I had no idea what things like “4 in 10,” “1 in 6,” “9 in 10,” “54%,” “1 in 4,” “84%,” “39%,” and “35%” looked like until I saw this gem of an infographic this weekend. Stop being an enabler by posting this junk, Mashable. Much longer rant below the fold…
Infographics – they’re playful, they’re informative, and they’re easy to digest. But are they really serving their purpose? By that I mean, is seeing information in an infographic any more useful than just seeing the information? For the infographics I run into on a daily basis, the answer is a definitive “no.”
The causation of the creation of an information graphic should be the need to show a piece of information visually so people can better understand it. The lowest possible form of presenting information as a graphic is converting a chart to a graph. The chart provides you some information you need, but it’s more effective for people to visualize it, and the information is easier to consume as a graph.
Most infographics include at least one graph of some sort, but a lot of space on infographics nowadays is taken up by absolutely ridiculous visuals that are in no way amplified by being converted from text to picture. This is directed at MBA Online and its uninformative infopictures that take up almost the entirety of this “infographic” on job hunting through social media (see opening paragraph). (Sidenote: yes, I know this has been a problem for a while, and there are thousands of offenders out there, but this one caught me as especially ridiculous.)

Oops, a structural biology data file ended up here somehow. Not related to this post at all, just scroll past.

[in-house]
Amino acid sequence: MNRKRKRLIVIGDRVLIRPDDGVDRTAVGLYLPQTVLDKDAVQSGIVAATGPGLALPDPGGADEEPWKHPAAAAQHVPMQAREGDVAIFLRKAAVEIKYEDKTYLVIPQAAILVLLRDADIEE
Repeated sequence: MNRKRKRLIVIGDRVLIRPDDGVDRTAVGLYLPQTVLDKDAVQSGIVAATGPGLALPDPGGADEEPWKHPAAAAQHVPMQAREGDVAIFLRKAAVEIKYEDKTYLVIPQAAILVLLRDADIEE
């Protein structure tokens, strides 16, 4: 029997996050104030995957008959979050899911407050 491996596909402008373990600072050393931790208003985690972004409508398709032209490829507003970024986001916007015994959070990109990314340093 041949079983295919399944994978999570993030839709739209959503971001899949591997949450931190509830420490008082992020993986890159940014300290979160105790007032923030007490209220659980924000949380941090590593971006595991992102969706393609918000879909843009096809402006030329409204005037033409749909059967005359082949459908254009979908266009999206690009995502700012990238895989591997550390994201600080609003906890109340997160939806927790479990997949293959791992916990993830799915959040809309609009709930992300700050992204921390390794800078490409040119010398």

It can be offensive to an audience to see information presented this way. One of the principle concerns of marketers should be to make sure to reach the audience while staying on their level of intelligence (people love feeling smart). Your average 5th grader doesn’t need a visual aide to figure out “4 in 10.” Presenting an infographic that delivers that information visually is a slap across the face to the audience and tells them that the presenter has no faith in their intellect.
Adhere to the needs of the audience. Give them the information they want most up front, and give it to them in the most appropriate format. If it doesn’t need to be drawn out for them, don’t draw it out. Shape the work to respect the audience, and the audience will respect the work.